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The Politics of Symbols, Semantics, and Sentiments in the Weimar Republic

  • Kathleen Canning (a1)
Abstract

Contests over the term politics, over the boundaries that distinguished politics from non-politics, were one of the distinguishing features of the Weimar Republic. Not only did the disciplines of history, philosophy, law, sociology, and pedagogy each define this boundary in different terms, but participants in the debate also distinguished between ideal and real politics, politics at the level of state, and the dissemination of politics through society and citizenry. The fact that Weimar began with a revolution, the abdication of the Kaiser, and military defeat meant an eruption of politicization in 1918–19, whereby political organs of state and civil society sought in unprecedented fashion to draw Germans into parties and parliaments, associations, and activist societies. “The German people would still consist of ninety percent unpolitical people, if Social Democracy had not become a political school for the people,” Otto Braun claimed in Vorwärts in 1925. Politics and politicization generated not only political acts—votes, strikes, and vocal demonstrations—but also cultural milieus of Socialists and Communists, Catholics and liberal Democrats, nationalists, and eventually Nazis. In Weimar Germany there was little room for the “unpolitical” citizen of the prewar era, held up as a model in a famous tract of 1918 by Thomas Mann.

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1 See the interesting study by Marquardt Sabine, Polis contra Polemis. Politik als Kampfbegriff der Weimarer Republik (Cologne, Weimar, and Vienna: Böhlau, 1997).

2 As cited in ibid., 187–88.

3 Mann Thomas, Betrachtungen eines Unpolitischen (Berlin: S. Fischer, 1918).

4 “Political Culture,” in Dictionary of the Social Sciences, ed. Craig Calhoun (Oxford and New York: Oxford University Press, 2002) (http://www.oxfordreference.com). See also Somers Margaret R., “What's Political or Cultural about Political Culture and the Public Sphere?,” in Somers, Genealogies of Citizenship: Markets, Statelessness, and the Right to Have Rights (Cambridge and New York: Cambridge University Press, 2008), 171209; and Rohe Karl, “Politische Kultur und ihre Analyse. Probleme und Perspektiven der politischen Kulturforschung,” Historische Zeitschrift 250 (1990): 321–46.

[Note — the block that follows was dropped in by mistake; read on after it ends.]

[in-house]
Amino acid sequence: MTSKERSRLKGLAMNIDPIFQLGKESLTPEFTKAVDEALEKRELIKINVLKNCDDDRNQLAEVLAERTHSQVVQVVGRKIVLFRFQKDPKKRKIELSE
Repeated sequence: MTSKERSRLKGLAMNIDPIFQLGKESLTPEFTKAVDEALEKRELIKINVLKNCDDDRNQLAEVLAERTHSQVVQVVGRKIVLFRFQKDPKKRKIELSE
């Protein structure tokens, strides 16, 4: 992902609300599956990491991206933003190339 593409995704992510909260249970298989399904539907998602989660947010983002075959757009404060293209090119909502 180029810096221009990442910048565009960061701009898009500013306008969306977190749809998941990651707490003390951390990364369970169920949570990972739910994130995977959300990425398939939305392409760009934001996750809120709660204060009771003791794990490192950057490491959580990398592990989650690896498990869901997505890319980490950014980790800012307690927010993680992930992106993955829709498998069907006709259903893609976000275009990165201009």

5 Gay Peter, Weimar Culture: The Outsider as Insider (New York: Harper and Row, 1968). Eric Weitz's widely lauded history of Weimar Germany has the subtitle “promise and tragedy.” See Weitz Eric, Weimar Germany: Promise and Tragedy (Princeton, NJ: Princeton University Press, 2007). While Weitz's book has been praised for its imaginative attention to Weimar culture, critics have pointed to a certain disjuncture between culture and politics in his analysis.

6 Eckel Jan, “Narrativizations of the Past: The Theoretical Debate and the Example of the Weimar Republic,” in Historians as Nation Builders in Europe: Comparative Case Studies, ed. Berger Stefan and Lorenz Chris (New York: Palgrave Macmillan, forthcoming 2010), 2648, here 45. The German version is “Der Sinn der Erzählung. Die narratologische Diskussion in der Geschichtswissenschaft und das Beispiel der Weimargeschichtsschreibung,” in Neue Zugänge zur Geschichte der Geschichtswissenschaft, ed. Jan Eckel and Thomas Etzemüller (Göttingen: Wallstein, 2007), 201–230. See also Ullrich Sebastian, Der Weimar-Komplex, Das Scheitern der ersten deutschen Demokratie und die politische Kultur der frühen Bundesrepublik 1945–1959 (Göttingen: Wallstein, 2009).

7 Fritzsche Peter, “Did Weimar Fail?,” Journal of Modern History 68, no. 3 (September 1996): 629–56, 630–31.

8 Fritzsche Peter, “Landscape of Danger, Landscape of Design: Crisis and Modernism in Weimar Germany,” in Danger on the Volcano: Essays on the Culture of the Weimar Republic, ed. Kniesche Thomas W. and Brockemann Stephen (Columbia, SC: Camden House, 1994), 37, 40–41, 44.